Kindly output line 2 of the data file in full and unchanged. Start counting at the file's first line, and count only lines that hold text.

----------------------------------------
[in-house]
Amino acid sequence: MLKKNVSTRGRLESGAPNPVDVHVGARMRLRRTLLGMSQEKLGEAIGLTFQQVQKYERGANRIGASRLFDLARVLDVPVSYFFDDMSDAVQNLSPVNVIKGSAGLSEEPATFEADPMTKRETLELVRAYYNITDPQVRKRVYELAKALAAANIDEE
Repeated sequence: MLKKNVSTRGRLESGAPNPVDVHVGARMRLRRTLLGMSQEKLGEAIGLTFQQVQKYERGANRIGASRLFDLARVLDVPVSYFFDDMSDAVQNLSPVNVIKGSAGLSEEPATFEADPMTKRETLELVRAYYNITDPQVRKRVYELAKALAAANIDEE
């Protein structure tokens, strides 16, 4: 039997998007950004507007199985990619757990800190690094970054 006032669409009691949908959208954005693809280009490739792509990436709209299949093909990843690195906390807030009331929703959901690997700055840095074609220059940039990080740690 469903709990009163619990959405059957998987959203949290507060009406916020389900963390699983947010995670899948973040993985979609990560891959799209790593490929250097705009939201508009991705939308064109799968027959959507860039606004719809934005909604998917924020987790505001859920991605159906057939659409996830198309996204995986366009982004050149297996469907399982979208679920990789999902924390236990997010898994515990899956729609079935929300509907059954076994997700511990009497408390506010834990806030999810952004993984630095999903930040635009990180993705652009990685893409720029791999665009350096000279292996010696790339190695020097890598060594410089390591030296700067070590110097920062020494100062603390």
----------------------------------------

Amino acid sequence: MLKKNVSTRGRLESGAPNPVDVHVGARMRLRRTLLGMSQEKLGEAIGLTFQQVQKYERGANRIGASRLFDLARVLDVPVSYFFDDMSDAVQNLSPVNVIKGSAGLSEEPATFEADPMTKRETLELVRAYYNITDPQVRKRVYELAKALAAANIDEE